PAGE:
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Sausage, Chestnut and Dried Plum Stuffing

Turkey breast and lean pork have the same amount of saturated fat (0.6 grams per ounce of cooked), but when you get into the realm of sausage, turkey is the winner: Pork sausage has more than twice the saturated fat of turkey sausage.

Performance Nutrition Basics

With so many products to choose from in the Sports Nutrition category it can be overwhelming for consumers to determine what to purchase. Always remember the single most important supplement you can take is a high quality multi vitamin. I like to think of multi vitamins as the body’s nutritional insurance policy.

Consider this: the human body is literally a big chemistry set. Although most athletes understand the important role carbohydrates, fats and protein play in our diets, many fail to realize our food choices may lack the quality vitamins and minerals needed to support our metabolism at its highest level.*

For example: Vitamin B1 (Thiamin) is primarily responsible for carbohydrate metabolism along with the function of the nervous system.* Vitamin B2 (Riboflavin) is an important agent in the repair of all cells following rigorous training or competition!* Vitamin B6 (Pyridoxine) is crucial in the metabolism of sugar, fat and protein.* Vitamin B15 (Pangamate or Pangamic Acid) is known for its ability to increase blood and oxygen supplies to tissue.* Magnesium is a mineral essential to muscle contraction.* The lack of this key mineral can result in fatigue, spasms, muscle twitching and muscle weakness (A condition any athlete wants to avoid!).1 These are just a few examples of the role vital nutrients play in the performance of strength and endurance athletes.

Athletes (including active individuals) burn through these micro nutrients at a much faster pace than average people, and that will ultimately play a critical roll in your overall performance.*

If you want to be a successful athlete or simply perform at your peak level, you need to provide your body with everything it needs. Multi vitamins deliver micro nutrients at the cellular level to help maintain a healthy metabolism!* They are involved in thousands of metabolic functions throughout our day from building muscle tissue, to breaking down sugars and fats for energy consumption.*

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References
1. Davis, Paul O. Ph.D & Hatfield, Frederick C. Ph.D. Fitness The Complete Guide. International Sports Sciences Association, Santa Barbara, CA, 2000.

Brownies

No one but the baker will know that extra-light olive oil replaces most of the butter in these intense fudge-like dessert bars.

Baked Bananas

Delicious just as they are, these baked bananas could be converted into a banana split by topping them with a scoop of low-fat frozen yogurt and a sprinkling of toasted almonds or walnuts.

Orange-Currant Waffles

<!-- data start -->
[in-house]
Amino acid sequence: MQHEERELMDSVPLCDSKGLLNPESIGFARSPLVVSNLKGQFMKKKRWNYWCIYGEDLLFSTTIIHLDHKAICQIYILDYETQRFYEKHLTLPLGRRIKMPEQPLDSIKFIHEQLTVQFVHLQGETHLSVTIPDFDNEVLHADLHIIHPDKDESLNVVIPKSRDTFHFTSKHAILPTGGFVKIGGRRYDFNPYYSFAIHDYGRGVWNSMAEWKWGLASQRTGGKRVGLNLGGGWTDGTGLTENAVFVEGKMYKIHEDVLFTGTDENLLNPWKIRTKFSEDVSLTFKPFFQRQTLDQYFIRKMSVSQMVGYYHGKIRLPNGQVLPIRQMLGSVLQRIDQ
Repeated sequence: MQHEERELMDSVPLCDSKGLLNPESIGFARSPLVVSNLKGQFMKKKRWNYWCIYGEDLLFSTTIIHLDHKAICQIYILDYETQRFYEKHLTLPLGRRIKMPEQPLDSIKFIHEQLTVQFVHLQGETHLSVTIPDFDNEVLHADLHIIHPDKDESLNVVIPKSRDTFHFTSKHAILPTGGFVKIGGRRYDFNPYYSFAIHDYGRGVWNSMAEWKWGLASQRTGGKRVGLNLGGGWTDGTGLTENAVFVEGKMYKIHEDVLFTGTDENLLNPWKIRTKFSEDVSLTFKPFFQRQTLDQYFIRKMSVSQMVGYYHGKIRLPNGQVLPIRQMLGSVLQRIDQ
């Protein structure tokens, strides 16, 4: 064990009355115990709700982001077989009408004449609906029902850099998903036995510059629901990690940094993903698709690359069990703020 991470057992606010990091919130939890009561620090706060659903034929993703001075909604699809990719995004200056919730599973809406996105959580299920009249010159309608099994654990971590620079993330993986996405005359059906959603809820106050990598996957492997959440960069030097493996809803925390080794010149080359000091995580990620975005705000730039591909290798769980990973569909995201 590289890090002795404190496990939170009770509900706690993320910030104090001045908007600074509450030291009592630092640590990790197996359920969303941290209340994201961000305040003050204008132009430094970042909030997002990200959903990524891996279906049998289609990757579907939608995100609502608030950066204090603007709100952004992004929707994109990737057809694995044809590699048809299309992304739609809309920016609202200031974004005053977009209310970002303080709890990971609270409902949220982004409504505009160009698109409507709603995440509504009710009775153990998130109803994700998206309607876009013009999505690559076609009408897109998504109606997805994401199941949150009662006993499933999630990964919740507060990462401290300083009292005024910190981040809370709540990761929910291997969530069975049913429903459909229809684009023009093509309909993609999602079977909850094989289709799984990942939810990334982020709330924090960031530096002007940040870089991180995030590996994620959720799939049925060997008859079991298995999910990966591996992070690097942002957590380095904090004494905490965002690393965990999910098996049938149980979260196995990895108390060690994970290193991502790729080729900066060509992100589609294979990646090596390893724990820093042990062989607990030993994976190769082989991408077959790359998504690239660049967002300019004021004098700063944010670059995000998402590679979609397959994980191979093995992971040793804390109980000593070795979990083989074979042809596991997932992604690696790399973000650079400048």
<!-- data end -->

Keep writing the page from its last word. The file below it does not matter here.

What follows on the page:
Soy protein powder often comes slightly sweetened and sometimes in flavors, such as vanilla or chocolate. Although this recipe was created with an unflavored soy protein powder, you could certainly use a vanilla-flavored one.

Chocolate-Raspberry Buttermilk Cupcakes

Raspberries and chocolate have a natural affinity, but cherry jam or orange marmalade would work equally well here.

Brussels Sprouts with Chestnuts

Brussels sprouts, in addition to looking like mini heads of cabbage, are in the cabbage family, making them cruciferous vegetables. The earthy, cabbage-y flavor of sprouts is nicely complemented by chestnuts. If you’re not up for cooking and peeling chestnuts, look for cans of whole cooked chestnuts. Thyme is a sweet yet savory herbal underscore for the dish.

Spicy Clams in White Wine

When buying clams, be sure that the shells are tightly closed. Serve the clams in bowls with crusty bread for sopping up the sauce. Or, if you like, remove the clams from their shells and toss with a bowl of spaghetti or linguine.

Tex-Mex Cracked Wheat Salad

Bulgur (which is cracked wheat that’s been precooked with steam) is usually used to make a Middle Eastern salad called tabbouleh. Here, it’s the basis of a salad that includes corn, black beans, and smoky chipotle pepper sauce, giving it a distinctly New World slant. This hearty side dish could easily be converted to a main dish with the addition of 2 cups shredded cooked chicken or cooked shrimp, or 8 ounces of shredded fat-free mozzarella.

Super Heart-Smart Müesli Mix

A Swiss doctor (named Bircher-Benner) who ran a diet clinic in Switzerland in the late 19th century, invented a breakfast dish that included oats, chopped apples, and soured cream. A packaged version of the original Bircher-müesli mix has been marketed for years (and is still a tradition in Switzerland), and usually contains dried fruit instead of the fresh fruit in the original. For our müesli, we’ve chosen high-fiber figs and dates, as well as heart-smart sunflower seeds.